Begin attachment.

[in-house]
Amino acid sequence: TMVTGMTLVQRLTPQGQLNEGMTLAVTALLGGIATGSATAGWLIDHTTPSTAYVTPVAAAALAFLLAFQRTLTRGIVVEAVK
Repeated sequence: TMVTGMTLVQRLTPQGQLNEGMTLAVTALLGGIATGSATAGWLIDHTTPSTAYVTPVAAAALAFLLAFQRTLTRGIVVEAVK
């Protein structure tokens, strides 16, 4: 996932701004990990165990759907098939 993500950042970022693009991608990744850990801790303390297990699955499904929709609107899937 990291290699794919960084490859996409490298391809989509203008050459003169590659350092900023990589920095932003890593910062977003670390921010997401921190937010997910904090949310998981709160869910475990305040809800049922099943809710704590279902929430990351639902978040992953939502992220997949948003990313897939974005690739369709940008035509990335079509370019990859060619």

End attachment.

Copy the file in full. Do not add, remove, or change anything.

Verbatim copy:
[in-house]
Amino acid sequence: TMVTGMTLVQRLTPQGQLNEGMTLAVTALLGGIATGSATAGWLIDHTTPSTAYVTPVAAAALAFLLAFQRTLTRGIVVEAVK
Repeated sequence: TMVTGMTLVQRLTPQGQLNEGMTLAVTALLGGIATGSATAGWLIDHTTPSTAYVTPVAAAALAFLLAFQRTLTRGIVVEAVK
């Protein structure tokens, strides 16, 4: 996932701004990990165990759907098939 993500950042970022693009991608990744850990801790303390297990699955499904929709609107899937 990291290699794919960084490859996409490298391809989509203008050459003169590659350092900023990589920095932003890593910062977003670390921010997401921190937010997910904090949310998981709160869910475990305040809800049922099943809710704590279902929430990351639902978040992953939502992220997949948003990313897939974005690739369709940008035509990335079509370019990859060619």